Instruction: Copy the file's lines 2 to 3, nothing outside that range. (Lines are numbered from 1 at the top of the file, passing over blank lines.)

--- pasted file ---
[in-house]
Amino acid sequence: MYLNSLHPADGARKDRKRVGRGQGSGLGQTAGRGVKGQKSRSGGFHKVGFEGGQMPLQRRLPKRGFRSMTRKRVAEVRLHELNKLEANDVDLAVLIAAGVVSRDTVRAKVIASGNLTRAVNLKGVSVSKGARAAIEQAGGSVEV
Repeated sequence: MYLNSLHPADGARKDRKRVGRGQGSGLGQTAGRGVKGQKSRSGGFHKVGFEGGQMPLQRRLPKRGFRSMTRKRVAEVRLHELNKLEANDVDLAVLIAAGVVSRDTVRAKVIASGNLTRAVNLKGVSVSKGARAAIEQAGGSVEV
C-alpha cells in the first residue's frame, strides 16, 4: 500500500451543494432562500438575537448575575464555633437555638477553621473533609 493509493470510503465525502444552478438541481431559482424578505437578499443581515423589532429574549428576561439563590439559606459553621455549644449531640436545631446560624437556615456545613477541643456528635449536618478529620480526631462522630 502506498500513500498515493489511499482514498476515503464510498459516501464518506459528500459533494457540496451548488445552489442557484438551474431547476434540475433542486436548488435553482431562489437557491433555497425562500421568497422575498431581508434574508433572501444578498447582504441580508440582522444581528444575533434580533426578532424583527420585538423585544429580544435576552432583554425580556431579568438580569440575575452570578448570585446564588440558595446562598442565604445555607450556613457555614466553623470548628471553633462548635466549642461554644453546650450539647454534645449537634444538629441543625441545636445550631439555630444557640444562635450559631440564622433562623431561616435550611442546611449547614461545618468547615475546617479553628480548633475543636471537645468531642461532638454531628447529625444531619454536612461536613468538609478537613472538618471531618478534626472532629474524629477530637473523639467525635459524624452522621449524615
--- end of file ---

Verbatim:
Amino acid sequence: MYLNSLHPADGARKDRKRVGRGQGSGLGQTAGRGVKGQKSRSGGFHKVGFEGGQMPLQRRLPKRGFRSMTRKRVAEVRLHELNKLEANDVDLAVLIAAGVVSRDTVRAKVIASGNLTRAVNLKGVSVSKGARAAIEQAGGSVEV
Repeated sequence: MYLNSLHPADGARKDRKRVGRGQGSGLGQTAGRGVKGQKSRSGGFHKVGFEGGQMPLQRRLPKRGFRSMTRKRVAEVRLHELNKLEANDVDLAVLIAAGVVSRDTVRAKVIASGNLTRAVNLKGVSVSKGARAAIEQAGGSVEV